‘Thoughtful wishing’ and seeing like an anarchist
Opinion: Food for thought: from Hirschman to Scott
‘Anyone attending a conference– and many do as part of their professional careers – must select ruthlessly what to attend based on their specialisms, interests and curiosities, as well as finding time to network and explore wherever they are held. Presenter
Innovators, radicals and progressives are frequently portrayed by their conservative opponents as indulging in “wishful thinking” about change. Albert O Hirschman, noticing this in his study of perversity, futility and jeopardy in reactionary rhetoric, urged radicals instead to practise “thoughtful wishing”.
Hirschman, who died in 2012 aged 97, was best known as an economist dealing with development issues, in Latin America especially. He urged unbalanced growth based on maximising the role of firms with most linkages.
He was later part of a group of creative social scientists who compared democratisation there and in southern Europe in the 1980s, inspired by a thoughtful wish for such change and a “bias for hope”.
His achievements were highlighted last week by a panel discussion in his honour at the International Political Science Association’s biannual conference in Montreal.
A colossal affair with more than 3,000 participants from 80 countries, 51 research committees, hundreds of panels and thousands of papers presented, its programme ran to a heavy 400 pages. Anyone attending such events – and many do as part of their careers – must select ruthlessly what to attend based on their specialisms and curiosities, as well as finding time to network and explore wherever they are held.
It is quite an art, since panel topics often promise more than the research papers deliver. Preparing one’s own paper for delivery or responding to others’ takes time. All the more reason to leaven the necessary with the exploratory. Hence my attendance at panels on Hirschman and another dealing with peasants, barbarians and anarchists – alongside those on Europe and Asia I was involved in.
Hirschman was a refugee from Weimar Berlin who studied in London, Vienna and Paris before going to New York in 1939 as part of the German intellectual migration which so enriched US post-war culture. That background explains his range of interests and contributions.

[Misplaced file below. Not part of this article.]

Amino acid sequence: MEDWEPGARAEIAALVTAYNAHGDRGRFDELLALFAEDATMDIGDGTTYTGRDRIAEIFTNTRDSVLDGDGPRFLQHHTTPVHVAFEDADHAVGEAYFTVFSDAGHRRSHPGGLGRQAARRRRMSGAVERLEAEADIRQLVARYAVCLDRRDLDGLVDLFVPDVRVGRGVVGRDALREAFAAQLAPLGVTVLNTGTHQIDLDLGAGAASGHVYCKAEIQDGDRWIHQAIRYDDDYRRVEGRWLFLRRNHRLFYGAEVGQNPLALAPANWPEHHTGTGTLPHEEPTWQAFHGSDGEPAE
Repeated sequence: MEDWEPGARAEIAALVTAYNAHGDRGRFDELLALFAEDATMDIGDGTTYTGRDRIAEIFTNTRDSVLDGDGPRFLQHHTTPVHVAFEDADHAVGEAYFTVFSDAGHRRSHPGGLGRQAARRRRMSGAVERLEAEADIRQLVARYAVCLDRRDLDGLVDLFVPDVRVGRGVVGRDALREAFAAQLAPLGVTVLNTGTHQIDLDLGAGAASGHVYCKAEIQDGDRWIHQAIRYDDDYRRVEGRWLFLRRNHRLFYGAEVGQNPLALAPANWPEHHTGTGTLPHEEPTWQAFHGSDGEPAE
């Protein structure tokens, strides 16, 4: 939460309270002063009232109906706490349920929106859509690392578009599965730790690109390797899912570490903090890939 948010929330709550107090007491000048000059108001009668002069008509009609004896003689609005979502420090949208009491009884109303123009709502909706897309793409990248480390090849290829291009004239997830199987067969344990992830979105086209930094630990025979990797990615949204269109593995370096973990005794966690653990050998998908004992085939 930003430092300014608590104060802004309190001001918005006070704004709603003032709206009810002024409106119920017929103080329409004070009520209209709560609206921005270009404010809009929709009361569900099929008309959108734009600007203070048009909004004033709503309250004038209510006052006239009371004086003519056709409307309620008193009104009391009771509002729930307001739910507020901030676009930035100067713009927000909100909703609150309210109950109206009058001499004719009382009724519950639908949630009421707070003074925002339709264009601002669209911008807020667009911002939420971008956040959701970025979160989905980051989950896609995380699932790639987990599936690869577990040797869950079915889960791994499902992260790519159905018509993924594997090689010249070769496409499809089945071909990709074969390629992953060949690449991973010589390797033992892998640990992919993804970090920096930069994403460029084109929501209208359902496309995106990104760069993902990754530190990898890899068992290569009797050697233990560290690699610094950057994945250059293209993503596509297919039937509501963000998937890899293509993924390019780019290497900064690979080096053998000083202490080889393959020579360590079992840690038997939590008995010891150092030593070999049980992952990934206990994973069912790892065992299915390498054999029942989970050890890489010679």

Lost world survivorHe was a survivor of a lost world, according to Laurence Whitehead of Nuffield College Oxford, who worked with him on Latin American democracy. His training in Hegelian philosophy and experience of left-wing politics made him a contrarian, suspicious of dogmatic ideologies and disciplinary nostrums, especially those emerging from the new orthodoxies of neo-classical economics, as is made clear in Jeremy Adelman’s recent fine biography.
He preferred experimental and contextual approaches, crossing disciplinary boundaries to anthropology and politics. Hence his enduring appeal for Latin Americans, according to a Chilean teaching in Brazil, amplified by their enrichment from left-wing exiles of the Spanish civil war.
US economists on the panel pointed out that the IMF and the World Bank had recently made a remarkable transition towards Hirschman’s ways of thinking about middle-range “possibilism”, away from the universal models of the Washington Consensus.
Perversity, according to the conservative critique, means that any reform will exacerbate the condition remedied. Futility means it will not work. And jeopardy has it endangering more precious values. This is a supple armoury for understanding – and rebutting – conservative thought.
Even more so is Hirschman’s celebrated analysis of exit, voice and loyalty in analysing responses to decline in firms, organisations and states. Exit implies escape, voice participation, while loyalty increases the exit’s cost and stimulates voice to create identity, trust or solidarity. It is a remarkably fruitful trinity, as many subsequent studies show.
The art of anarchyPeasants, barbarians and anarchists have had a bad academic and media press, condemned as backward and historically redundant.
James C Scott, another versatile scholar, still living and working at 78, was the focus of a stimulating panel on rescuing their reputation and understanding their perspectives on the possibilities of non-governance.
He is best known for his studies of highland peasants in southeast Asia who resisted centralising lowland states and ran their societies in a co-operative way without hierarchy for hundreds of years – “the art of not being governed”.
He has since extended his analysis to examine weapons of the weak in resisting states. A remarkably original book, Seeing like a State studies how the homogenisation we take for granted – like surnames – was created and destroyed local peasant knowledge.
His most recent book deals with how particularity and freedom from domination can be retrieved – by seeing like an anarchist. And his latest work is about the golden ages of barbarians for thousands of years before they too became subjected to state power – by seeing like a barbarian.
On this occasion thoughtful conferencing worked well.